63 Mudjimba Esplanade, Mudjimba, Sunshine CoastAmong the dream home’s features was a large plunge pool with rock face water feature. It overlooks a covered gazebo for outdoor dining and luxury barbecue kitchen with drinks fridge.The home also has a courtyard lounge complete with fire pit and fish pond. Endeavour Foundation’s next prize home on the Sunshine CoastTHIS million dollar home at Mudjimba on the Sunshine Coast is up for grabs for $10 as the next prize home to come out of Queensland.The resort-style home on millionaire’s row was bought by the Endeavour Foundation for its Beachfront Lifestyle Lottery, with funds going towards helping people with a disability. Endeavour Foundation’s next prize home on the Sunshine Coast“Ultimately, this beautiful home will help someone with a disability create a home of their own, pursuing the real possibilities within their own lives”.The prize home opened for viewing Friday February 3 with tickets available until March 22. 63 Mudjimba Esplanade, Mudjimba, Sunshine Coast.Now valued at over $1.1 million, the home at 63 Mudjimba Esplanade, Mudjimba, has three bedrooms, one study, two full baths and is less than 100 metres from the beach.More from newsMould, age, not enough to stop 17 bidders fighting for this home3 hours agoBuyers ‘crazy’ not to take govt freebies, says 28-yr-old investor9 hours ago“The prize home personifies relaxed coastal living,” according to the foundation, with the property suitable for both a holiday retreat or a permanent beachside home. Endeavour Foundation’s next prize home on the Sunshine CoastEndeavour Foundation executive general manager of supporter enterprises, Andrew Thomas, said the lotteries helped fund the At Home With Choices program, which builds modern, accessible houses to give people with a disability more choices about where they live.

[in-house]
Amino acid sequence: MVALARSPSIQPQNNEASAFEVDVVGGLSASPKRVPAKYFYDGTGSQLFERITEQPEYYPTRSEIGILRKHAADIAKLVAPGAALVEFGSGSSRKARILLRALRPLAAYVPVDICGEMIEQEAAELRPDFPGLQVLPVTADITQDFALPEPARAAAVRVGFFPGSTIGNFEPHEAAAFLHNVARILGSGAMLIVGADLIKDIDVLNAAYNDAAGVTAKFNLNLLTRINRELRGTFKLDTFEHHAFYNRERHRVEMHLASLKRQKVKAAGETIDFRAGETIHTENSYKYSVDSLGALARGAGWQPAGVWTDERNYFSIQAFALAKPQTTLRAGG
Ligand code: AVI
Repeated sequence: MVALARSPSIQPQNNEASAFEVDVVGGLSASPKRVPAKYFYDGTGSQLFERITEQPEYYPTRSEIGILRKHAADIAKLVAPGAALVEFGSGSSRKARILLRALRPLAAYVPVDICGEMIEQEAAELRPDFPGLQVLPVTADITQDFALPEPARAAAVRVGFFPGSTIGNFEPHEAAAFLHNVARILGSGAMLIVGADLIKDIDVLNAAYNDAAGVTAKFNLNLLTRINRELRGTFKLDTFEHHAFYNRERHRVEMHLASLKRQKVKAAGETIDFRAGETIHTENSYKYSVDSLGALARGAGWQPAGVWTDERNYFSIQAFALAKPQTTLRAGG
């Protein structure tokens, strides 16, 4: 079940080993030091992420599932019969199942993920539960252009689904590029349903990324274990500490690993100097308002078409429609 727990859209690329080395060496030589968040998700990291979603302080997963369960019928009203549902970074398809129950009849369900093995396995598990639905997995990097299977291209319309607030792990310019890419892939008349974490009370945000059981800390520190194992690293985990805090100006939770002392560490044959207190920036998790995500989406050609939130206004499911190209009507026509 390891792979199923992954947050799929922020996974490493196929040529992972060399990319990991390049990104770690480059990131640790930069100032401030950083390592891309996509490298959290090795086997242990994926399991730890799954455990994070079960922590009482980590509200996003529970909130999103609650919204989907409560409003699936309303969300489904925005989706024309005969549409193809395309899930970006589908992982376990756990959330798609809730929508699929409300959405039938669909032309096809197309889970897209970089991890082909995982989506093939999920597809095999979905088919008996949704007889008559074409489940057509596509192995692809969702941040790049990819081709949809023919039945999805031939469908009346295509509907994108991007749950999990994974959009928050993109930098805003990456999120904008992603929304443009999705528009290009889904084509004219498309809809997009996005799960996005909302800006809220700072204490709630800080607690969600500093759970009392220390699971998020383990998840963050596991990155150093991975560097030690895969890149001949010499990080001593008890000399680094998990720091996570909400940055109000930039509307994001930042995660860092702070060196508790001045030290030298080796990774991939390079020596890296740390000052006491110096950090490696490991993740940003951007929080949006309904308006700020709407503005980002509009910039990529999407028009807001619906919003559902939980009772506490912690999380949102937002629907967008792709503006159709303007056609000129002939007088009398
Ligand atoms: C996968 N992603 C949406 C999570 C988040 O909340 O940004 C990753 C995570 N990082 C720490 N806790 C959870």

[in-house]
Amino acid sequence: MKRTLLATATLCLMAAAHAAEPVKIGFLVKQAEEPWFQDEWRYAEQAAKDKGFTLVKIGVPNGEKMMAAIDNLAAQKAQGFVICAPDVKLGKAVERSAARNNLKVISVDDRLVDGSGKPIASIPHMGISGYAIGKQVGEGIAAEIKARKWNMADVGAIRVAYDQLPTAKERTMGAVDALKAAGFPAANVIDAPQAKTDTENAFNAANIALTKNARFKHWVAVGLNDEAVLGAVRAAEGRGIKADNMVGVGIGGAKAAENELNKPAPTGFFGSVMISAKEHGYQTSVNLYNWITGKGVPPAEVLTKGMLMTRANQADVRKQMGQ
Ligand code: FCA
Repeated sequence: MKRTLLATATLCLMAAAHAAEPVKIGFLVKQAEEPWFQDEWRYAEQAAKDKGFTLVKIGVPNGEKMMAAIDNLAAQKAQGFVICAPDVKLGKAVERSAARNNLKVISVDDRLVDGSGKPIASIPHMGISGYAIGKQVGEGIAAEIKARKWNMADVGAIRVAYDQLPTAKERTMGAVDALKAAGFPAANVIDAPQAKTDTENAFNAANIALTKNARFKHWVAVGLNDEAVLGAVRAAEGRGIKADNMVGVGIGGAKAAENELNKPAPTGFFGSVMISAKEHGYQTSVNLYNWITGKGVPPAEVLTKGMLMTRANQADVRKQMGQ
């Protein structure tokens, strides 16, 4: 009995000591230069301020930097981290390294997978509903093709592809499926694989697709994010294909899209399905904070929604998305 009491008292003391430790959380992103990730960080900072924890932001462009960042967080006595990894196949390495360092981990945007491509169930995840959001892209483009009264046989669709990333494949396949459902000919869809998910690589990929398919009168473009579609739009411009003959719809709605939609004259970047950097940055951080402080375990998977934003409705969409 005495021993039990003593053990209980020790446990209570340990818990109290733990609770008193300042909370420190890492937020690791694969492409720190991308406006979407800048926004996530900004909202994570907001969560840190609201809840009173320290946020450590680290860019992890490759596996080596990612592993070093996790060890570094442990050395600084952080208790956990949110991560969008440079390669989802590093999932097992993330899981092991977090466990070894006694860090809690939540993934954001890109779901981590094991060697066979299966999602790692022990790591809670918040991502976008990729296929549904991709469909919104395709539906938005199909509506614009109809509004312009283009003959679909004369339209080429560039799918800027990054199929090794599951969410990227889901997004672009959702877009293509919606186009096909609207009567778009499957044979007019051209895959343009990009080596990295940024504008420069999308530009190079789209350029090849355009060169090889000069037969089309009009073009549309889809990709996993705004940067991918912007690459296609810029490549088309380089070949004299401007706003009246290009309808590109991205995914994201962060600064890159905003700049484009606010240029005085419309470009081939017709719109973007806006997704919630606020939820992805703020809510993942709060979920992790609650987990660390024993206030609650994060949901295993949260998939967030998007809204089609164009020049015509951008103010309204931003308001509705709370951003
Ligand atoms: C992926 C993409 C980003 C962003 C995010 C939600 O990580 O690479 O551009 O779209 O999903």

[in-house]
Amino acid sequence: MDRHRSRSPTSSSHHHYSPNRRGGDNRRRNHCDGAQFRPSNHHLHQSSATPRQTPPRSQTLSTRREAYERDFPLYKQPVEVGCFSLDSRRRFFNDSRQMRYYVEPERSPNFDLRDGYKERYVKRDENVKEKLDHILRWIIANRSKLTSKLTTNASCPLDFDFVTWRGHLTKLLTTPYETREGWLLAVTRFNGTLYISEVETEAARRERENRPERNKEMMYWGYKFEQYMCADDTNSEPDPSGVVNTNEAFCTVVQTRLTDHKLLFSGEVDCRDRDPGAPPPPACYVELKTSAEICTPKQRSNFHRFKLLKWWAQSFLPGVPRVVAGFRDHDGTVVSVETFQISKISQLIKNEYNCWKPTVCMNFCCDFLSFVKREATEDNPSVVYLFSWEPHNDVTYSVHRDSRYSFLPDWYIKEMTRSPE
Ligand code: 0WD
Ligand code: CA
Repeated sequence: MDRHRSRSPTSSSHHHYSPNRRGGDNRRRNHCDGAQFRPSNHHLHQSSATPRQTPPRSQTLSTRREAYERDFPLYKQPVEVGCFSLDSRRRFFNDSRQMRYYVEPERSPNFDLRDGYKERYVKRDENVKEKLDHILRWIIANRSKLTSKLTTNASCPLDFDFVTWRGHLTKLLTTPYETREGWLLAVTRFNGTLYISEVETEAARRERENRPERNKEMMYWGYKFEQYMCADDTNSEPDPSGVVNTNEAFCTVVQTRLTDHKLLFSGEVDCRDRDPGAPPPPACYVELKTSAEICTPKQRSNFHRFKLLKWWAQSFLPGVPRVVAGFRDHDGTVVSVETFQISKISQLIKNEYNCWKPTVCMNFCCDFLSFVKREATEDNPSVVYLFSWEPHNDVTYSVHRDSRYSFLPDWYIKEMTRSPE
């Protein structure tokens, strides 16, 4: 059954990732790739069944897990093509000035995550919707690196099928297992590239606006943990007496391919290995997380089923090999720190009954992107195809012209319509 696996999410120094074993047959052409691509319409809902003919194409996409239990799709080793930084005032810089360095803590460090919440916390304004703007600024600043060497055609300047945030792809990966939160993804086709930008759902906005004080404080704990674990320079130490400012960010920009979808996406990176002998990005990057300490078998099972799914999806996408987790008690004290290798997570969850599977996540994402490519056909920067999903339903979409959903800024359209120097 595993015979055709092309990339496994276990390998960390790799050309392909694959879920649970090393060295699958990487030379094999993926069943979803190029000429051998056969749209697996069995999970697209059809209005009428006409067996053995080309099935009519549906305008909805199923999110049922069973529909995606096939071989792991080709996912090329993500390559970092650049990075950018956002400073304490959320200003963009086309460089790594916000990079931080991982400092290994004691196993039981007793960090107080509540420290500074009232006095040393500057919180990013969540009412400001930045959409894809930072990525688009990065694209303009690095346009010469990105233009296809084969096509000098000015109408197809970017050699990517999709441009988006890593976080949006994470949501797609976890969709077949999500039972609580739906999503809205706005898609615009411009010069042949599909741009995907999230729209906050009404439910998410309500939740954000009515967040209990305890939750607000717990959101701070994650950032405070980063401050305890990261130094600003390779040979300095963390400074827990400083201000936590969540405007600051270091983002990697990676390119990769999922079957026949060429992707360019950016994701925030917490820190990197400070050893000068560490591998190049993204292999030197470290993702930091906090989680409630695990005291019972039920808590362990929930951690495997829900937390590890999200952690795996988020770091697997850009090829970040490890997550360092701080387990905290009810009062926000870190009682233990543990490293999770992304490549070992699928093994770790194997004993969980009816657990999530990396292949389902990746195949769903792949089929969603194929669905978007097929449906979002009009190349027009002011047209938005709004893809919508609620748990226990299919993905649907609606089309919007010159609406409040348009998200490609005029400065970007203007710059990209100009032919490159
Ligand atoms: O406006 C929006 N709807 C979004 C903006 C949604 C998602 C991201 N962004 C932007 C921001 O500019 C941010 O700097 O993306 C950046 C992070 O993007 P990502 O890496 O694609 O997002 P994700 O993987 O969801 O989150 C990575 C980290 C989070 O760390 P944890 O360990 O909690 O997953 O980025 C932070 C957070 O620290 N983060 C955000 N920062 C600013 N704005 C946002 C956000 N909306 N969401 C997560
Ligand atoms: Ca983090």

The new rules aim to restrict the levels of testosterone in female runners.They will apply to women in track events from 400m up to the mile and require that athletes have to keep their testosterone levels below a prescribed amount “for at least six months prior to competing”.So the delay means female athletes with high testosterone – of whom South African Semenya is the most notable – will not be allowed to run for six months from the date the rule changes come in.That would take them to 26 September – just one day before the 2019 World Athletics Championships begin in Doha.Semenya, and Athletics South Africa (ASA), are challenging the rules at the Court of Arbitration for Sport (CAS).IAAF Health and Science department director Stephane Bermon said the governing body recognised the five-month shift “could result in affected athletes having to sit out the bulk of the outdoor season leading up to the World Championships, including international competitions such as the Diamond League, which begin in May 2019”.The IAAF’s proposed rule would mean some female runners with naturally high testosterone levels would have to race against men or change events, unless they took medication to control their levels.IAAF President Sebastian Coe said Semenya and ASA had agreed on the delay as part of a deal to get the legal case settled as quickly as possible.“We have agreed not to enforce the regulations against any athlete until the contested regulations are upheld,” he added.“In exchange, they have agreed not to prolong the process. All athletes need this situation resolved as soon as possible.”In a statement, the IAAF added it “remains very confident of the legal, scientific and ethical bases for the regulations, and therefore fully expects the Court of Arbitration for Sport to reject these challenges”.ASA said it was “very pleased” with a decision that meant the changes were “effectively suspended pending the outcome of the appeal”.It says the rules will have a “discriminatory effect on female athletes like Semenya” and believes “the medical data relied upon by the IAAF is flawed”.Semenya, a two-time Olympic champion and three-time world champion, has previously been asked to undertake gender testing by athletics chiefs, but no results have officially been made public.“It is not fair. I just want to run naturally, the way I was born,” said the 27-year-old South African recently.Testosterone is a hormone that increases muscle mass, strength and haemoglobin, which affects endurance.Share this:FacebookRedditTwitterPrintPinterestEmailWhatsAppSkypeLinkedInTumblrPocketTelegram Caster Semenya World and Olympic 800m champion Caster Semenya’s battle to stop a rule change affecting female athletes with high testosterone levels could see her miss “the bulk” of the 2019 outdoor season.Athletics governing body the IAAF intended to bring in the new rules on 1 November but has put that back to 26 March 2019.It wants to wait for the outcome of a legal challenge from Semenya first.